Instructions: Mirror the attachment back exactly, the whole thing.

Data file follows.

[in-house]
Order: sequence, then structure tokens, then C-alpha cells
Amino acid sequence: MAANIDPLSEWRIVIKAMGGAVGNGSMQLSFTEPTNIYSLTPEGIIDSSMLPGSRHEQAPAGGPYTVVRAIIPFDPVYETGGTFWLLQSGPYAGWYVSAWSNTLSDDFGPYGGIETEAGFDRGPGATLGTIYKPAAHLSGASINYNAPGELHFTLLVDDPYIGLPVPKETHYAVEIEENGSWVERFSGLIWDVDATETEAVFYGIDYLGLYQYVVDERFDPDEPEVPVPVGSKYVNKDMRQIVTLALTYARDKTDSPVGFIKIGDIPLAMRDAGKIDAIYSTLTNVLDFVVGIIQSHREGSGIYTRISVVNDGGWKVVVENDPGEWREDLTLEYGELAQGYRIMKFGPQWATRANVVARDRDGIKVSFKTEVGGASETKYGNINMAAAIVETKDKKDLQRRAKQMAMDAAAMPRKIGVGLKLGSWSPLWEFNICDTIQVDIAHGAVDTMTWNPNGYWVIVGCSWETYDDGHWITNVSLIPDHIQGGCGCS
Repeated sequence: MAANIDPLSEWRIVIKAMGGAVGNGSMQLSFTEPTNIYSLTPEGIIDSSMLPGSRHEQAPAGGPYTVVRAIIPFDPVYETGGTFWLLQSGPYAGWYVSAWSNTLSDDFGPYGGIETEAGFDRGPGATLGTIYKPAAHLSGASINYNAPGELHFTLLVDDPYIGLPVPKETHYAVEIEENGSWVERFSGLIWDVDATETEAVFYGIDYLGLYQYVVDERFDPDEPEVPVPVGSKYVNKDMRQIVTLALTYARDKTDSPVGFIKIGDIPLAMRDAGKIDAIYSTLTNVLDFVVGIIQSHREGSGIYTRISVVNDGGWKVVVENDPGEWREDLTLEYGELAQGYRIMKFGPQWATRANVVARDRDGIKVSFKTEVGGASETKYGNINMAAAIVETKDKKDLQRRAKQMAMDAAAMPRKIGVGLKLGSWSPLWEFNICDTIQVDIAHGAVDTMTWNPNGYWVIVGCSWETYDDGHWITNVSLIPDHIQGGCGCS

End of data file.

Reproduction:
[in-house]
Order: sequence, then structure tokens, then C-alpha cells
Amino acid sequence: MAANIDPLSEWRIVIKAMGGAVGNGSMQLSFTEPTNIYSLTPEGIIDSSMLPGSRHEQAPAGGPYTVVRAIIPFDPVYETGGTFWLLQSGPYAGWYVSAWSNTLSDDFGPYGGIETEAGFDRGPGATLGTIYKPAAHLSGASINYNAPGELHFTLLVDDPYIGLPVPKETHYAVEIEENGSWVERFSGLIWDVDATETEAVFYGIDYLGLYQYVVDERFDPDEPEVPVPVGSKYVNKDMRQIVTLALTYARDKTDSPVGFIKIGDIPLAMRDAGKIDAIYSTLTNVLDFVVGIIQSHREGSGIYTRISVVNDGGWKVVVENDPGEWREDLTLEYGELAQGYRIMKFGPQWATRANVVARDRDGIKVSFKTEVGGASETKYGNINMAAAIVETKDKKDLQRRAKQMAMDAAAMPRKIGVGLKLGSWSPLWEFNICDTIQVDIAHGAVDTMTWNPNGYWVIVGCSWETYDDGHWITNVSLIPDHIQGGCGCS
Repeated sequence: MAANIDPLSEWRIVIKAMGGAVGNGSMQLSFTEPTNIYSLTPEGIIDSSMLPGSRHEQAPAGGPYTVVRAIIPFDPVYETGGTFWLLQSGPYAGWYVSAWSNTLSDDFGPYGGIETEAGFDRGPGATLGTIYKPAAHLSGASINYNAPGELHFTLLVDDPYIGLPVPKETHYAVEIEENGSWVERFSGLIWDVDATETEAVFYGIDYLGLYQYVVDERFDPDEPEVPVPVGSKYVNKDMRQIVTLALTYARDKTDSPVGFIKIGDIPLAMRDAGKIDAIYSTLTNVLDFVVGIIQSHREGSGIYTRISVVNDGGWKVVVENDPGEWREDLTLEYGELAQGYRIMKFGPQWATRANVVARDRDGIKVSFKTEVGGASETKYGNINMAAAIVETKDKKDLQRRAKQMAMDAAAMPRKIGVGLKLGSWSPLWEFNICDTIQVDIAHGAVDTMTWNPNGYWVIVGCSWETYDDGHWITNVSLIPDHIQGGCGCS